Complainant’s CELEBREX mark identifies its internationally known pain-relieving drugs to the consuming public. Complainant began filing applications for registrations of the CELEBREX mark around February of 1998, and its celebrated drug began receiving media attention in December of 1998.


Complainant has made extensive use of its CELEBREX mark by using it in connection with the sale of its anti-arthritic medicine worldwide. Due to the extensive marketing and advertising expended on the promotion of the CELEBREX mark, CELEBREX has earned fame in the U.S. and abroad. For example, Complainant’s CELEBREX mark and corresponding pharmaceutical was referred to in a The New York Times article as a “blockbuster arthritis drug,” and has also received publicity from Forbes magazine.


Respondent registered the <> domain name on September 18, 2000. Complainant’s Submission indicates that Respondent’s domain name resolves to a website that advertises drugs and attempts to solicit orders from visiting Internet users. Respondent is not licensed nor is there any evidence supporting a finding that Respondent has any quality controls in place to distribute Complainant’s CELEBREX product.



Paragraph 15(a) of the Rules instructs this Panel to “decide a complaint on the basis of the statements and documents submitted in accordance with the Policy, these Rules and any rules and principles of law that it deems applicable.”


In view of Respondent's failure to submit a Response, the Panel shall decide this administrative proceeding on the basis of the Complainant's undisputed representations pursuant to paragraphs 5(e), 14(a) and 15(a) of the Rules and draw such inferences it considers appropriate pursuant to paragraph 14(b) of the Rules.


Paragraph 4(a) of the Policy requires that the Complainant must prove each of the following three elements to obtain an order that a domain name should be cancelled or transferred:


(1)    the domain name registered by the Respondent is identical or confusingly similar to a trademark or service mark in which the Complainant has rights; and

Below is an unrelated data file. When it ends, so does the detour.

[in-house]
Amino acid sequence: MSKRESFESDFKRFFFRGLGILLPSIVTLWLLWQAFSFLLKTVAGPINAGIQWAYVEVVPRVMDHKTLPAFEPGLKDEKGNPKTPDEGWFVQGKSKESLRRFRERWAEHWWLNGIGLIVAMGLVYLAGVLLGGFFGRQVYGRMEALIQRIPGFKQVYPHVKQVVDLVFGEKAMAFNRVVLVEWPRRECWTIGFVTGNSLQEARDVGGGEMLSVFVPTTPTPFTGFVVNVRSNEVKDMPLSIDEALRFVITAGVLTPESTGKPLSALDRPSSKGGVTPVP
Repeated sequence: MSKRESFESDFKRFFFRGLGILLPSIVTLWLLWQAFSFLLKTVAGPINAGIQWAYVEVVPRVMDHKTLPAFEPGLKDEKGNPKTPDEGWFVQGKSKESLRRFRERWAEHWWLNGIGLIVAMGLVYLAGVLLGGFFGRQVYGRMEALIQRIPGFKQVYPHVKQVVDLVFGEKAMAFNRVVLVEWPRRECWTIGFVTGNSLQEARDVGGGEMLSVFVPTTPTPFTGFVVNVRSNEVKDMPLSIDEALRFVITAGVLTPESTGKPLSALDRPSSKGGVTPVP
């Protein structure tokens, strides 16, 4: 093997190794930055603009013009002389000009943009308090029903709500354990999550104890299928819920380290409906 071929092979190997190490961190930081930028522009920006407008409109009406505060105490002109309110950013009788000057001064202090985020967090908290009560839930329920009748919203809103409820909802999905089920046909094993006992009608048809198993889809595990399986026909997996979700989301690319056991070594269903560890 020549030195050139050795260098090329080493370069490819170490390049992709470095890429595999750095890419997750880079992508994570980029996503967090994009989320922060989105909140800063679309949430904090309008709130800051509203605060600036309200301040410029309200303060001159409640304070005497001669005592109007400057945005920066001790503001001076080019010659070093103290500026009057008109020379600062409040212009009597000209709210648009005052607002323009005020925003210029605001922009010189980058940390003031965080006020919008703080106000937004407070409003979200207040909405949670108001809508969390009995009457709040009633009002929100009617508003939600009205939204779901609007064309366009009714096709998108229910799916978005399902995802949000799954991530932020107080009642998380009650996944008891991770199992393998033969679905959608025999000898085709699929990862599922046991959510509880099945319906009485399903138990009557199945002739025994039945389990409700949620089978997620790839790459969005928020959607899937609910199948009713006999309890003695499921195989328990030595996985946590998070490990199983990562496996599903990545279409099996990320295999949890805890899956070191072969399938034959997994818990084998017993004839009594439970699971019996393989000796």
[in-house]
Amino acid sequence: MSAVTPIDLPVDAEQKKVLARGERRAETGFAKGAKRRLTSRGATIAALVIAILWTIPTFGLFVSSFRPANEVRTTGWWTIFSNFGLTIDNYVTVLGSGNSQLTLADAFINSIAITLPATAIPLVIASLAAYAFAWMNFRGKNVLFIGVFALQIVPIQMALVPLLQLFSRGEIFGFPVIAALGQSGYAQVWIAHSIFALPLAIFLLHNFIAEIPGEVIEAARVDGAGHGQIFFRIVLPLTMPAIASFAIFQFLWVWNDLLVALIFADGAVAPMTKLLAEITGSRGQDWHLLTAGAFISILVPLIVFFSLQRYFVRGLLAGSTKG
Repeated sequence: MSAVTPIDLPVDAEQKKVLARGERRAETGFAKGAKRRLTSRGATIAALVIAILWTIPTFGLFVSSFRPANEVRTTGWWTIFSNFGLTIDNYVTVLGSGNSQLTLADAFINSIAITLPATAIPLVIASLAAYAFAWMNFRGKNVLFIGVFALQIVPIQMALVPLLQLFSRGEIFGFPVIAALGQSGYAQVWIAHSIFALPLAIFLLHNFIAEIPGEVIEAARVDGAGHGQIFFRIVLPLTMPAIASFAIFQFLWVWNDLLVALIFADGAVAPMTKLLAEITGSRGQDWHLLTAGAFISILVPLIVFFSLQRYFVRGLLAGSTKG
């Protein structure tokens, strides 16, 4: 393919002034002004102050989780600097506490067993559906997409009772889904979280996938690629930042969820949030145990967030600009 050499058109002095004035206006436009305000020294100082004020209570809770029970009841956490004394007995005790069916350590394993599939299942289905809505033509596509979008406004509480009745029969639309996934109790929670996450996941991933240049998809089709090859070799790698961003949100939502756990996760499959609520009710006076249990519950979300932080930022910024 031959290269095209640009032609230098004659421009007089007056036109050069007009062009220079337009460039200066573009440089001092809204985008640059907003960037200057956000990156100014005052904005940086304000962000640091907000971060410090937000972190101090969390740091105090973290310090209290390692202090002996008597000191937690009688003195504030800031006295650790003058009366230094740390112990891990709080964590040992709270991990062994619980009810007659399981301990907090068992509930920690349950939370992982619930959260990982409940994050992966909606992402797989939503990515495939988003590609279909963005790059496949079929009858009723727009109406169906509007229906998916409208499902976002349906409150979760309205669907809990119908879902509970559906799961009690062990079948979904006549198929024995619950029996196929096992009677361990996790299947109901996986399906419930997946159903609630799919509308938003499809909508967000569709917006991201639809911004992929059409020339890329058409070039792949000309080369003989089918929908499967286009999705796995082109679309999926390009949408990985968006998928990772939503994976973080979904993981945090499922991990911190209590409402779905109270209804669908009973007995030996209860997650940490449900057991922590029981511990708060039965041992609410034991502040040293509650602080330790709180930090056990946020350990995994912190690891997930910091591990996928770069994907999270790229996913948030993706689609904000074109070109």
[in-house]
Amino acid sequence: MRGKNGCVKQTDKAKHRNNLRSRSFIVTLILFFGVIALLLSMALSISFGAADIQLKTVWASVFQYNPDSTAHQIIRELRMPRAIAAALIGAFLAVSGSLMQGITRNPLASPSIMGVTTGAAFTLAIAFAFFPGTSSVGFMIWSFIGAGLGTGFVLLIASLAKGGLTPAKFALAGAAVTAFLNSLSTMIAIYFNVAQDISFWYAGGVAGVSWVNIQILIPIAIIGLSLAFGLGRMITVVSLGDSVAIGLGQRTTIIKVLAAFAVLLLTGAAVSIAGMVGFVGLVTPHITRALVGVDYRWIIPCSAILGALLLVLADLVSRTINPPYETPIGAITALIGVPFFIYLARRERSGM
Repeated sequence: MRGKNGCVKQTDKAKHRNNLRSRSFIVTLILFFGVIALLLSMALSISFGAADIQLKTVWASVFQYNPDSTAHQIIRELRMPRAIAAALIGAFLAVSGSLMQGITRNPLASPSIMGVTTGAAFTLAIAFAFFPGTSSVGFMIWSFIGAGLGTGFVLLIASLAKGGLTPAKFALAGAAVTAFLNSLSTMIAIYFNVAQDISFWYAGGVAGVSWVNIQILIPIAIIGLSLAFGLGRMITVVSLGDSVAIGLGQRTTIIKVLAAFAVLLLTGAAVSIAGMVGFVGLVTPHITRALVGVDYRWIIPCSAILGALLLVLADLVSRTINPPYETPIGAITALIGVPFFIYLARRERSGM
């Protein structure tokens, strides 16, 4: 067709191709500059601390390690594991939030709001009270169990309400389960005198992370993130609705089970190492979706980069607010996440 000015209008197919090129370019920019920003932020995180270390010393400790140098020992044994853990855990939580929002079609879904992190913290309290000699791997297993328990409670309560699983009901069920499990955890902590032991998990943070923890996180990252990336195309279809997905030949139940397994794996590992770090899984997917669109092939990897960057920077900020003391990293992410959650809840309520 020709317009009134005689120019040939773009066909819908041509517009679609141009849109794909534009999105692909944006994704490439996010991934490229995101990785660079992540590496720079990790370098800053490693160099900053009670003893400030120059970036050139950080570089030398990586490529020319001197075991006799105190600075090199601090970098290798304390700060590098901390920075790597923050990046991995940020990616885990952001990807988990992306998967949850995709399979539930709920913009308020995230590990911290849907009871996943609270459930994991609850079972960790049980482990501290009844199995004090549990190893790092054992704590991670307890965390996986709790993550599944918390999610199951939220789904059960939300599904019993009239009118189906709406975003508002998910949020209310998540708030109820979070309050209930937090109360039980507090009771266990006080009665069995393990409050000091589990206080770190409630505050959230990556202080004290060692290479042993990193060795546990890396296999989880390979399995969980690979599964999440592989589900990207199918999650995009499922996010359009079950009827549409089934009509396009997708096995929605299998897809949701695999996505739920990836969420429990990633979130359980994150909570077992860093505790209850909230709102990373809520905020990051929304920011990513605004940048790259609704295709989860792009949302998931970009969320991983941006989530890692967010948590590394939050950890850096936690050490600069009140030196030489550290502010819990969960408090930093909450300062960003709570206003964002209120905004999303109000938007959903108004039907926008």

(2)    the Respondent has no rights or legitimate interests in respect of the domain name; and

(3) the domain name has been registered and is being used in bad faith.


Identical and/or Confusingly Similar

Complainant has established rights in the CELEBREX mark by creating the fanciful term in connection with its pharmaceutical business, and seeking subsequent registration of the mark with the USPTO and 111 other international trademark authorities. Complainant has also subsequently extensively used the CELEBREX mark in commerce.


Respondent’s <> domain name is confusingly similar to Complainant’s CELEBREX mark. Although Respondent’s domain name includes various marks, which represent competitor’s products, it still incorporates Complainant’s CELEBREX mark in its entirety. Respondent’s inclusion of numerous other drug-related marks only increases the likelihood of confusion that will result from use of the domain name, especially since Respondent operates in a similar field as Complainant. See Arthur Guinness Son & Co. (Dublin) Ltd.  v. Healy/BOSTH, D2001-0026 (WIPO Mar. 23, 2001) (finding confusing similarity where the domain name in dispute contains the identical mark of Complainant combined with a generic word or term); see also Slep-Tone Entm't Corp. v. Sounds Choice Disc Jockeys, Inc., FA 93636 (Nat. Arb. Forum Mar. 13, 2000) (stating that “likelihood of confusion is further increased by the fact that the Respondent and [Complainant] operate within the same industry”); see also G.D. Searle & Co.  v. Christensen, FA 100647 (finding <> to be confusingly similar to Complainant's CELEBREX mark).